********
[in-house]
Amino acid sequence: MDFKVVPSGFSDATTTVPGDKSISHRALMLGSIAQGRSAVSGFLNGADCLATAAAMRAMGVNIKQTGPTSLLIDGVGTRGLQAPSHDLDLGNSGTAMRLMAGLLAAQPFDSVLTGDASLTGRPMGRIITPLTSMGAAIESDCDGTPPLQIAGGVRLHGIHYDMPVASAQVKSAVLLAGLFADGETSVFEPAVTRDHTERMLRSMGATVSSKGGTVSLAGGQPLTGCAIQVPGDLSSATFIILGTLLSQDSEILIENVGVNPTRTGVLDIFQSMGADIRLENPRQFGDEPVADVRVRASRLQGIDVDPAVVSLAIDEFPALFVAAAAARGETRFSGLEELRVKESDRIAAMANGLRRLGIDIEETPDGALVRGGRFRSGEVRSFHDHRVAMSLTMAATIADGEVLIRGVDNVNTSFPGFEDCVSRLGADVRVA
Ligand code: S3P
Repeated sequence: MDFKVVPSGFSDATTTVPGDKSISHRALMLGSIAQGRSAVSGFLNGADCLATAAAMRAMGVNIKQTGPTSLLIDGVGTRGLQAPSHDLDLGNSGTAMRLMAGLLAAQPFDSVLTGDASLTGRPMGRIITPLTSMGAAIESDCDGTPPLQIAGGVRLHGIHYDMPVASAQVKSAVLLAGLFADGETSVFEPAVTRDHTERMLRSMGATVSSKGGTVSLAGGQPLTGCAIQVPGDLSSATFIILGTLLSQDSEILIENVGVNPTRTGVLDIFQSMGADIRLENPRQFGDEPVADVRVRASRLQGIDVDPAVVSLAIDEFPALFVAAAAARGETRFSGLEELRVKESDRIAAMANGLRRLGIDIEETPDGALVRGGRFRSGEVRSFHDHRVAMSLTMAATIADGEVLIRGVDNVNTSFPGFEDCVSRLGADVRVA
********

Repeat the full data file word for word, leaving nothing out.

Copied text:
[in-house]
Amino acid sequence: MDFKVVPSGFSDATTTVPGDKSISHRALMLGSIAQGRSAVSGFLNGADCLATAAAMRAMGVNIKQTGPTSLLIDGVGTRGLQAPSHDLDLGNSGTAMRLMAGLLAAQPFDSVLTGDASLTGRPMGRIITPLTSMGAAIESDCDGTPPLQIAGGVRLHGIHYDMPVASAQVKSAVLLAGLFADGETSVFEPAVTRDHTERMLRSMGATVSSKGGTVSLAGGQPLTGCAIQVPGDLSSATFIILGTLLSQDSEILIENVGVNPTRTGVLDIFQSMGADIRLENPRQFGDEPVADVRVRASRLQGIDVDPAVVSLAIDEFPALFVAAAAARGETRFSGLEELRVKESDRIAAMANGLRRLGIDIEETPDGALVRGGRFRSGEVRSFHDHRVAMSLTMAATIADGEVLIRGVDNVNTSFPGFEDCVSRLGADVRVA
Ligand code: S3P
Repeated sequence: MDFKVVPSGFSDATTTVPGDKSISHRALMLGSIAQGRSAVSGFLNGADCLATAAAMRAMGVNIKQTGPTSLLIDGVGTRGLQAPSHDLDLGNSGTAMRLMAGLLAAQPFDSVLTGDASLTGRPMGRIITPLTSMGAAIESDCDGTPPLQIAGGVRLHGIHYDMPVASAQVKSAVLLAGLFADGETSVFEPAVTRDHTERMLRSMGATVSSKGGTVSLAGGQPLTGCAIQVPGDLSSATFIILGTLLSQDSEILIENVGVNPTRTGVLDIFQSMGADIRLENPRQFGDEPVADVRVRASRLQGIDVDPAVVSLAIDEFPALFVAAAAARGETRFSGLEELRVKESDRIAAMANGLRRLGIDIEETPDGALVRGGRFRSGEVRSFHDHRVAMSLTMAATIADGEVLIRGVDNVNTSFPGFEDCVSRLGADVRVA